So I thought I’d be watching some more Westerns for this round of reviews but I realized shortly after posting last time that I’ve hit my limit with the genre for a while. That said, I have a bunch of good ones lined up on the DVR for future viewing. Instead, I watched:
Revolutionary Road (2008)– A very sad meditation on the trappings of suburbia – and I loved it. And while Doubt was my pick for the overall best acting in a film last year (and, arguably, it was the best film of the year as well), this film would give that picture a good run for its money. The film is a masterpiece of morbidity and depression, and Mendes’ work here is arguably as good as it was in American Beauty (though he’s been on a very solid streak for the past decade). Winslet outshines DiCaprio, but both of them best their other infamous joint endeavor. Michael Shannon steals every scene he is in as well. And though I’ve never read the novel, it comes across as a great adaptation of brilliant writing.
Death Race (2008) – Another great adaptation of brilliant writing…ha! No – this was just pure ridiculousness through and through, but I enjoyed the spectacle of it nonetheless. This is, of course, a remake of Corman’s cult classic Death Race 2000 (1975) – now with "better" effects, a more typecast cast, and a more focused attention on carnage. I think because I enjoy video games so much, I have developed a soft spot for Paul W.S. Anderson’s films – and this one (for better or worse) fits his M.O. Mindless and fun, but check your critical sensibilities at the door.
Star Wars: The Clone Wars (2008) – Though I love all things Star Wars, I had avoided seeing this for some time as the concept of it had offended me for two reasons: 1) I really liked the 2003 animated series by Genndy Tartakovsky (of Samurai Jack fame) and was sad to see it discontinued in favor of this 2) This was touted explicitly as a kids movie which highlighted the parts of other Star Wars films that I’ve always found most exasperating (stupid droid comic relief, a focus on novelty characters, etc.). However, in following ComicCon news, I heard good things about the CN show that is now entering its second season and figured I’d give this “pilot” a shot. When I finally got around to watching it this week, I fell asleep no less than three times while trying to watch it. What good can I say about it? The CGI is top-notch, a few of the light saber fights were well choreographed, and it features bits of the classic score. Otherwise, my initial misgivings were confirmed. I am a SW fan though, so I’ll still check out the new cartoon series – I only hope it gets better than this tripe.
Bullitt (1968) – This film kept me guessing, which is a good thing – but the pacing made me care less about what was going to happen by the time the film got to its third act. McQueen is really the only notable standout, and without him this would be a very by-the-numbers “bad cop” kind of film. The real standout star? The city of San Francisco. It is shot beautifully and more than anything else – including the now iconic car chase – makes this movie worth recommending. In fact, I found the car chase to be overhyped. For better chases from the late 60s-70s, see The French Connection, Gone in 60 Seconds, or even the original Italian Job. This one may have been influential and first, but it is hard for me to consider it one of the best.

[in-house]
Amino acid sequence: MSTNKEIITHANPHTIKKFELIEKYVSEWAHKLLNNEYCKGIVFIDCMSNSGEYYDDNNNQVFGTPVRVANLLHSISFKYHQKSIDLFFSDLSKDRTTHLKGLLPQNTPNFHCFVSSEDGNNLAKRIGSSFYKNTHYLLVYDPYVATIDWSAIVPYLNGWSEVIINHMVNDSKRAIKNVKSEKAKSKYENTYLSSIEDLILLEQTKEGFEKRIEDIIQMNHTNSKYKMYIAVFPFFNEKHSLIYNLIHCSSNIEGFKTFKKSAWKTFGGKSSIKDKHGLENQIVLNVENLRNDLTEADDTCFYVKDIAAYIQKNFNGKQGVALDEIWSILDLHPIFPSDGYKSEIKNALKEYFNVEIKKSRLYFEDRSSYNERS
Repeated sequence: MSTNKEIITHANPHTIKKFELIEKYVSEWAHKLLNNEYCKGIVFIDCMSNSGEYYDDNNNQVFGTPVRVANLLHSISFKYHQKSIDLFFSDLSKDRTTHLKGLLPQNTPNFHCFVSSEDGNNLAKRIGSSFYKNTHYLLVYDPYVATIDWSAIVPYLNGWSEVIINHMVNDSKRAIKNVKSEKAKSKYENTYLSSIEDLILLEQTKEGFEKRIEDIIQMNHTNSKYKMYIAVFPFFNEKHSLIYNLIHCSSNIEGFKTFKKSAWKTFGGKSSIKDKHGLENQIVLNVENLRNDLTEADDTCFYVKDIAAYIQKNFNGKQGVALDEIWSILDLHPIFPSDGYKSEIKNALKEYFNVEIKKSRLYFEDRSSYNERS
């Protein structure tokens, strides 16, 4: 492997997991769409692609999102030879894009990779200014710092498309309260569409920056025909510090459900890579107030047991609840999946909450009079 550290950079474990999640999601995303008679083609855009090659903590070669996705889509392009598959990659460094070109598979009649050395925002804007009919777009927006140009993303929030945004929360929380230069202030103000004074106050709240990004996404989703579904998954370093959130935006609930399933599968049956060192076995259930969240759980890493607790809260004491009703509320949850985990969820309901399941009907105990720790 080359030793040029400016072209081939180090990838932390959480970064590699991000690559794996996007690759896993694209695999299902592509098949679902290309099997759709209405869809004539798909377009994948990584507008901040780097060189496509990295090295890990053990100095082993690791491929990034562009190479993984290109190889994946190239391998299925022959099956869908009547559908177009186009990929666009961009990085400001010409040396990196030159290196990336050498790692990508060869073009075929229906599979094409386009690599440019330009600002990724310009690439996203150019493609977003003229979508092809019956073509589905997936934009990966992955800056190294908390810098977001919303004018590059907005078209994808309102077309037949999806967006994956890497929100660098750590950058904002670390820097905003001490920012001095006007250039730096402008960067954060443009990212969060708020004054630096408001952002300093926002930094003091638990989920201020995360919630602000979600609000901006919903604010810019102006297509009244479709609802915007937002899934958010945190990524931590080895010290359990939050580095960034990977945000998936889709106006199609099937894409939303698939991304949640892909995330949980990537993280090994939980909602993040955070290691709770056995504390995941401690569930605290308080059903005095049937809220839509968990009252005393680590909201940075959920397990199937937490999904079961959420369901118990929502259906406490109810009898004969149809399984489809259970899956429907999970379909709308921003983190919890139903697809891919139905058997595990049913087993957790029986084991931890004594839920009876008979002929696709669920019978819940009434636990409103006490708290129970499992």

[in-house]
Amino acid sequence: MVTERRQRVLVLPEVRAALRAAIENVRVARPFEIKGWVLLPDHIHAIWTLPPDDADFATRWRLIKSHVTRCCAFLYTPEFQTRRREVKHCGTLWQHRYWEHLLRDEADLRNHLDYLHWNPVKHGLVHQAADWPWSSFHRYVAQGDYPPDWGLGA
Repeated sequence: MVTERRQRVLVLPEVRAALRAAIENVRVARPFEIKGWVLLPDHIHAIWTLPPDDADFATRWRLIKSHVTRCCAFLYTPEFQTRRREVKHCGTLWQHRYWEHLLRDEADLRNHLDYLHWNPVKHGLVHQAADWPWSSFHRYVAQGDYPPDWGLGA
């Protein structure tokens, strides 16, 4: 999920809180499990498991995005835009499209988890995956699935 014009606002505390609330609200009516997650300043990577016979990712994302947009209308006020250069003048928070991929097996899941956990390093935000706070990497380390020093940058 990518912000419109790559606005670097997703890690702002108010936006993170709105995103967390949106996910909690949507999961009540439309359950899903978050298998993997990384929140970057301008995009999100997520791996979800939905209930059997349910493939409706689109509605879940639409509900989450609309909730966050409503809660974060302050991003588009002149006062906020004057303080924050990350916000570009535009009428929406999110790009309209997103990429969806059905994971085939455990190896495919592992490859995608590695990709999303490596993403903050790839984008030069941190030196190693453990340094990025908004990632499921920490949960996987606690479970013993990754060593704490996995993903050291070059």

Dirty Harry (1971) – It is clear that this film owes a debt to Bullitt as here you have a rough-around-the-edges but just and honest homicide cop in San Francisco chasing bad guys and fighting the system. That said, what I found lacking in Bullitt was present here. This film’s pacing is dead on, and the last act actually caught me by surprise and made the film much better than it seemed it would be (I figured that the film was basically over once the major arrest was made about 3/4 of the way through). And while Eastwood does what he does best here, I actually found Andrew Robinson’s portrayal of the killer to be the most gripping – think the killer from Silence of the Lambs minus the creepy sex drive but with the charisma of some of Jack Nicholson’s iconic villains. Ok, the performance isn’t really that good, but it makes him seem like a formidable foe for a character like Harry who himself seems a little unstable. San Fran is more of a backdrop than the star here and the directing is merely competent - but the film succeeds on strong blend of action/acting/plot.
Magnum Force (1973) – The second Dirty Harry film suffers from some of the typical drawbacks of most sequels. The first film is built, in part, around the mystery of the title character. Here we know who he is and understand his motives, can predict his actions, etc. So, this film focuses more on action to keep the audience interested. It features an excellent car/bike chase (which could probably be grouped in with some of those above), some grisly murder scenes, and some nice gunplay throughout. The plot was more predictable, Eastwood less charismatic, and the supporting cast largely forgettable. That said, I felt that the directing was better – San Fran stands out more, the action scenes are better choreographed and shot, and there are several instances of scenes that are marked by excellent lighting. Not as good as the first, but a solid cop movie in its own right. That said, I hope they don’t go very far downhill from here…
Next Up: Probably some more Dirty Harry and/or Eastwood films, The Wrestler, and maybe some of last year’s action films that I skipped when they were in the theaters but have recently hit cable (Mummy 3, Wanted, etc.)